A dramatic thriller set against the backdrop of a series of historic events, "Bridge of Spies" tells the story of James Donovan (Tom Hanks), a Brooklyn lawyer who finds himself thrust into the center of the Cold War when the CIA sends him on a near impossible mission to negotiate the release of a captured American U-2 pilot. High stakes and suspense power a story inspired by true events that capture the essence of a man who risked everything and vividly brings his personal journey to life. (from Click Comm.)
When renowned and celebrated director Steven Spielberg puts his name on any film, it's guaranteed to get attention. In recent years, Steven seems to have left the realm of huge blockbuster films to tackle large scale stories, often rooted in historical fact to some degree. Following an account of Abraham Lincoln's life in his 2012 film Lincoln, Steven has set out to tell the real life story of Jim Donovan, an insurance lawyer who was tasked in the 1960s of representing a suspected Soviet spy that no one else wanted to defend. Donovan's support of this spy gets down to the humanity of the man and destroys the barriers of politics and countries to take a deeper look into the moral behaviors of our society.
For fans of Spielberg's big stories and action-packed outings - like Jurassic Park, Indiana Jones, Jaws, or the War of the Worlds remake, to name a few - a movie like Bridge of Spies is something completely different. The film is a drama first and foremost, and Spielberg lets stellar acting and a slower pace carry the story forward in detail, very slowly building up tension and suspense. There's very little action, just one scene really, with the core of the story spending most of the time on Donovan and Abel and the great lengths Donovan has to go through to not only save Abel's life, but to then leveraging his imprisonment to secure the release of an American P.O.W.
While a great story in and of itself, Bridge of Spies isn't for everyone. Spielberg doesn't rush the story, giving it a 2-hours-and-21-minutes running time that sometimes feels far too slow or overlong. If the story weren't compelling, and if the acting wasn't topnotch, the film would just drag. But this is the kind of movie where chunks of it contains just two people talking in a room about how to handle spies, court cases, or securing the release of captives. The climax of the film -- what everything is building toward -- is really the encounter on the famous bridge (which was later dubbed "The Bridge of Spies"), so that kind of gives you an idea of the tone and feel of the film. It's not an action movie; if anything, I see this film making it into classrooms one day (alongside Lincoln).
The content for the film isn't too harsh. However, one scene has an agent warning Donovan that he's going to "f---" it all up, to which Donovan protests that he has it all under control before admitting he might "f---" it all up if it doesn't work out. It's totally unnecessary to have in the film, and it feels out of place especially when Donovan's character doesn't really swear much in the film. There's some violence, but not a whole lot, but the most disturbing part about it is that it's inspired by real-life events during the Cold War. For one, the story takes us to Berlin as the wall is being built between East and West Berlin, and it's a bit harrowing to watch this realistic representation of such an awful true-life event. A related scene has Donovan watching out a window as a few people in Germany try scaling a wall and are gunned down in the process. Another scene shows a plane getting shot out of the sky as the pilot struggles to get out, and another scene shows a man being intimidated by a gang on the Berlin streets to give up his overcoat during the dead of winter. Lastly, we see a girl watching TV when her house starts getting riddled with bullets. No one is harmed, but it might be a scary scene for some viewers.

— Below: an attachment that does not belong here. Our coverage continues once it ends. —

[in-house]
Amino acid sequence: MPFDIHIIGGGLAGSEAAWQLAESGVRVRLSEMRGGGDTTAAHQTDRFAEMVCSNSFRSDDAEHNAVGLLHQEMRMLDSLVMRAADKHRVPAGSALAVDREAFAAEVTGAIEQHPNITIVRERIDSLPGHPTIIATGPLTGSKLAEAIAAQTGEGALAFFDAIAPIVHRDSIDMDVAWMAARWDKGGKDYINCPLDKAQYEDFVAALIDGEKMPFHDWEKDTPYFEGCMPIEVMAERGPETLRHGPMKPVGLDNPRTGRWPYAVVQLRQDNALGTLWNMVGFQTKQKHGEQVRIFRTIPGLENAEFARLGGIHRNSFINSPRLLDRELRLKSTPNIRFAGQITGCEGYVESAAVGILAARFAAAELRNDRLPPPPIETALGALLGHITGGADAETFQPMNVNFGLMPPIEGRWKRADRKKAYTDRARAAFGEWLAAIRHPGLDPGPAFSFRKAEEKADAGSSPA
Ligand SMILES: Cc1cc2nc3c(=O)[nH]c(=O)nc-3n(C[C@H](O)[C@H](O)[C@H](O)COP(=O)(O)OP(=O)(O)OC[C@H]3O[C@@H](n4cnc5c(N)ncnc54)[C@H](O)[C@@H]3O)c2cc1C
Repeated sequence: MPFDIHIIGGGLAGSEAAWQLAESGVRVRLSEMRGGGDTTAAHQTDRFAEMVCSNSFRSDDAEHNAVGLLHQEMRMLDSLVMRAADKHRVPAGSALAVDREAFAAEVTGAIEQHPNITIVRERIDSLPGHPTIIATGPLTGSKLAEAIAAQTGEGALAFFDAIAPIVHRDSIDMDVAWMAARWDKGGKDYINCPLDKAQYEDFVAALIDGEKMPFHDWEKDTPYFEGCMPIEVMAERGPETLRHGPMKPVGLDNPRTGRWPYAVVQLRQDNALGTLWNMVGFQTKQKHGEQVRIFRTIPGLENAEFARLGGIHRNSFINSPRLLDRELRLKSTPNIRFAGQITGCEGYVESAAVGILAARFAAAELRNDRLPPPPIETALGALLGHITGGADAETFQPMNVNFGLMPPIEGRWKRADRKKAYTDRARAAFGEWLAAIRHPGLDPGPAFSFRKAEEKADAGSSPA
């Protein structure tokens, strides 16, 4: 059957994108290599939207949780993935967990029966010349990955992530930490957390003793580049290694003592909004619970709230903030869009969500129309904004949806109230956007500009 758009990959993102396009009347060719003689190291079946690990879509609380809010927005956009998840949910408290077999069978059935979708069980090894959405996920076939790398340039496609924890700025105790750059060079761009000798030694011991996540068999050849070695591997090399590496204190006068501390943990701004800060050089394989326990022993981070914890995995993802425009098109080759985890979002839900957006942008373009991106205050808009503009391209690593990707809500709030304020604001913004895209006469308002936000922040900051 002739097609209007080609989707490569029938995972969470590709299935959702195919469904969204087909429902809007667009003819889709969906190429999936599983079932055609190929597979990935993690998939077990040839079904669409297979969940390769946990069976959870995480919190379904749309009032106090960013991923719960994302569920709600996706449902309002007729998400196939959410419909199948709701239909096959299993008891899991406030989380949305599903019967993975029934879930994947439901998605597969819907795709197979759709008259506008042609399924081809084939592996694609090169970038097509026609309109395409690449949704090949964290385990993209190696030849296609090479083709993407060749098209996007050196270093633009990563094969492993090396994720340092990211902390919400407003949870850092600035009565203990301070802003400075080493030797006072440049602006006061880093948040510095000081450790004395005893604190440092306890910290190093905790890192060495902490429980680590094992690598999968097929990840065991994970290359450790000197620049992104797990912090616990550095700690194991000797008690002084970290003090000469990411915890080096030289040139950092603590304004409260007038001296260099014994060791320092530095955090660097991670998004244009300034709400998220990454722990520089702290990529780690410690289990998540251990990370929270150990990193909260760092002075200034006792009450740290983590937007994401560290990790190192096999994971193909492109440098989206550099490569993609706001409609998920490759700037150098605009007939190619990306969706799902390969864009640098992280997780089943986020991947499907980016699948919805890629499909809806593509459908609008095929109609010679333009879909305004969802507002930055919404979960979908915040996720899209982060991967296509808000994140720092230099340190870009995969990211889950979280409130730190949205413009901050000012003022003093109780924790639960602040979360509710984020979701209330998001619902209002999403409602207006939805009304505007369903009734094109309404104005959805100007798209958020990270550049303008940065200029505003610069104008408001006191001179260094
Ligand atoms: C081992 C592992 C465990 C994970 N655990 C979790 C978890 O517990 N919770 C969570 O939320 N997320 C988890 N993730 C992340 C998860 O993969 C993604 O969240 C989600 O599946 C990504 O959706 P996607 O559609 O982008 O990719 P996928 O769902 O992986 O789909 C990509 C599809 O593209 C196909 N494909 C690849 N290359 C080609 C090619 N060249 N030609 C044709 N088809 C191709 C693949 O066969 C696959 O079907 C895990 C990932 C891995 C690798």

Bridge of Spies is an excellent drama and a great snapshot of a tumultuous time in our history. It's certainly not for everyone, but those who enjoy historical films and period dramas should enjoy Spielberg's approach here. It also offers some enlightenment into some of the atrocities of our past, in hopes that we may learn from them to not make the same mistakes in the future.- John DiBiase (reviewed: 1/31/16)
A Case of the Cold War: Bridge of Spies (17:45) - The film's main featurette reveals that the movie was inspired by a story Steven Spielberg's dad told him when he was a child. We see some great behind-the-scenes footage, interviews with the cast and the family of Powers, as well as the real Frederic Pryor. (1 "g*dd*mn," 1 "h*ll")
Berlin 1961: Recreating the Divide (11:35) features some people retelling real-life stories from this time period. We also get a look into how they recreated the building of the wall in 1961 and how they used a street in Poland to represent Berlin at that time in history. The featurette also talks about the costumes that were made to aim for period accuracy.
U2 Spy Plane (8:45) covers the U2 spy plane as we hear from Powers' real life son (who also had a cameo in the movie) and they reflect on Powers' legacy. Finally, we get a neat look behind the scenes of how they filmed the plane crash.
Spy Swap: Looking Back on the Final Act (5:42) - The special features conclude with a piece that's dedicated to the climactic finale on "The Bridge of Spies" where they filmed on the actual bridge used in that encounter.- John DiBiase, (reviewed: 1/31/16)
Disclaimer: All reviews are based solely on the opinions of the reviewer. Most reviews are rated on how the reviewer enjoyed the film overall, not exclusively on content. However, if the content really affects the reviewer's opinion and experience of the film, it will definitely affect the reviewer's overall rating.
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